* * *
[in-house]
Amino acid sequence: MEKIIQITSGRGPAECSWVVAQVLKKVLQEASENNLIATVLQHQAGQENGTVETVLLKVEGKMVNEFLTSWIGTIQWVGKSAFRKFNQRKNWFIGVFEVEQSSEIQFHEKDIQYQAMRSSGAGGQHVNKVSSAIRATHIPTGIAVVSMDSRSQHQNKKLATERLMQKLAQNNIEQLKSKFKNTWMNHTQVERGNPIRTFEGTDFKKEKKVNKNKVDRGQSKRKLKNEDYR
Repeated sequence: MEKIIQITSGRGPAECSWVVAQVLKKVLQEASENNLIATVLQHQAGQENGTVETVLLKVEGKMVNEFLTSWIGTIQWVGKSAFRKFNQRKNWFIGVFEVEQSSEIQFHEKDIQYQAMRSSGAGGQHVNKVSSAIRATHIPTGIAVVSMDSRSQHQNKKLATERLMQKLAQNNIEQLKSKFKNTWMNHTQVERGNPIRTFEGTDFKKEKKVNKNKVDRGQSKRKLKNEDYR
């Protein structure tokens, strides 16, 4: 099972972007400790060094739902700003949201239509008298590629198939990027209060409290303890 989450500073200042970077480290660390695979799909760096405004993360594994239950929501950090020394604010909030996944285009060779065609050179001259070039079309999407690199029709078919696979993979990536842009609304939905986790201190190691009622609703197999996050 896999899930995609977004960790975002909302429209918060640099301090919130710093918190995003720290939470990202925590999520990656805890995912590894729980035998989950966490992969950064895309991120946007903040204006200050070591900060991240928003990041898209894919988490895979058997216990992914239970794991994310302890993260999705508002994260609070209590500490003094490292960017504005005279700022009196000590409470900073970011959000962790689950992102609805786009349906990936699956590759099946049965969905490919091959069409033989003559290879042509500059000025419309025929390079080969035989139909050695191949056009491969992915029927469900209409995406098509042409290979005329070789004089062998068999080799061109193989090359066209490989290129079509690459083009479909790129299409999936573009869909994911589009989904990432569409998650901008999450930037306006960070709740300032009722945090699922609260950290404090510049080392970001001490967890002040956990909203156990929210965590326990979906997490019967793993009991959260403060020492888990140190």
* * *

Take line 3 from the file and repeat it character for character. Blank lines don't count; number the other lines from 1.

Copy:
Repeated sequence: MEKIIQITSGRGPAECSWVVAQVLKKVLQEASENNLIATVLQHQAGQENGTVETVLLKVEGKMVNEFLTSWIGTIQWVGKSAFRKFNQRKNWFIGVFEVEQSSEIQFHEKDIQYQAMRSSGAGGQHVNKVSSAIRATHIPTGIAVVSMDSRSQHQNKKLATERLMQKLAQNNIEQLKSKFKNTWMNHTQVERGNPIRTFEGTDFKKEKKVNKNKVDRGQSKRKLKNEDYR